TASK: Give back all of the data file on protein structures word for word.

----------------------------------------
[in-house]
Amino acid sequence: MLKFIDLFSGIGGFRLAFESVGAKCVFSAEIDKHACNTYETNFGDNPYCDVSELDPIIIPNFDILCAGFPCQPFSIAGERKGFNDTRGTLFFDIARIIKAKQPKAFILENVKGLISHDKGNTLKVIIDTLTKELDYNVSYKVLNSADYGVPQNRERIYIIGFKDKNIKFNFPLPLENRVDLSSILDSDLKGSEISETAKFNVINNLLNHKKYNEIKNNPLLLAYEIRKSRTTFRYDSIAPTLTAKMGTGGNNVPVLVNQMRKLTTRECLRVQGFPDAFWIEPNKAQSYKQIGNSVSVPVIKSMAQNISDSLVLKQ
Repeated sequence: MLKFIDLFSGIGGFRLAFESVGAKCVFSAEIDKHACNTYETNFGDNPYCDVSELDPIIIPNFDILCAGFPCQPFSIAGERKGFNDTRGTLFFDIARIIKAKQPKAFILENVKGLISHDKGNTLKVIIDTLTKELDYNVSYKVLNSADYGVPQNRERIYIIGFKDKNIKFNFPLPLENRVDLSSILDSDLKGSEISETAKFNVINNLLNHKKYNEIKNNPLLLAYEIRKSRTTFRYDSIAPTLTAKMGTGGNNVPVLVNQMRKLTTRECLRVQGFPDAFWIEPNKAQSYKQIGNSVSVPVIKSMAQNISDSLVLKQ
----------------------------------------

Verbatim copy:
[in-house]
Amino acid sequence: MLKFIDLFSGIGGFRLAFESVGAKCVFSAEIDKHACNTYETNFGDNPYCDVSELDPIIIPNFDILCAGFPCQPFSIAGERKGFNDTRGTLFFDIARIIKAKQPKAFILENVKGLISHDKGNTLKVIIDTLTKELDYNVSYKVLNSADYGVPQNRERIYIIGFKDKNIKFNFPLPLENRVDLSSILDSDLKGSEISETAKFNVINNLLNHKKYNEIKNNPLLLAYEIRKSRTTFRYDSIAPTLTAKMGTGGNNVPVLVNQMRKLTTRECLRVQGFPDAFWIEPNKAQSYKQIGNSVSVPVIKSMAQNISDSLVLKQ
Repeated sequence: MLKFIDLFSGIGGFRLAFESVGAKCVFSAEIDKHACNTYETNFGDNPYCDVSELDPIIIPNFDILCAGFPCQPFSIAGERKGFNDTRGTLFFDIARIIKAKQPKAFILENVKGLISHDKGNTLKVIIDTLTKELDYNVSYKVLNSADYGVPQNRERIYIIGFKDKNIKFNFPLPLENRVDLSSILDSDLKGSEISETAKFNVINNLLNHKKYNEIKNNPLLLAYEIRKSRTTFRYDSIAPTLTAKMGTGGNNVPVLVNQMRKLTTRECLRVQGFPDAFWIEPNKAQSYKQIGNSVSVPVIKSMAQNISDSLVLKQ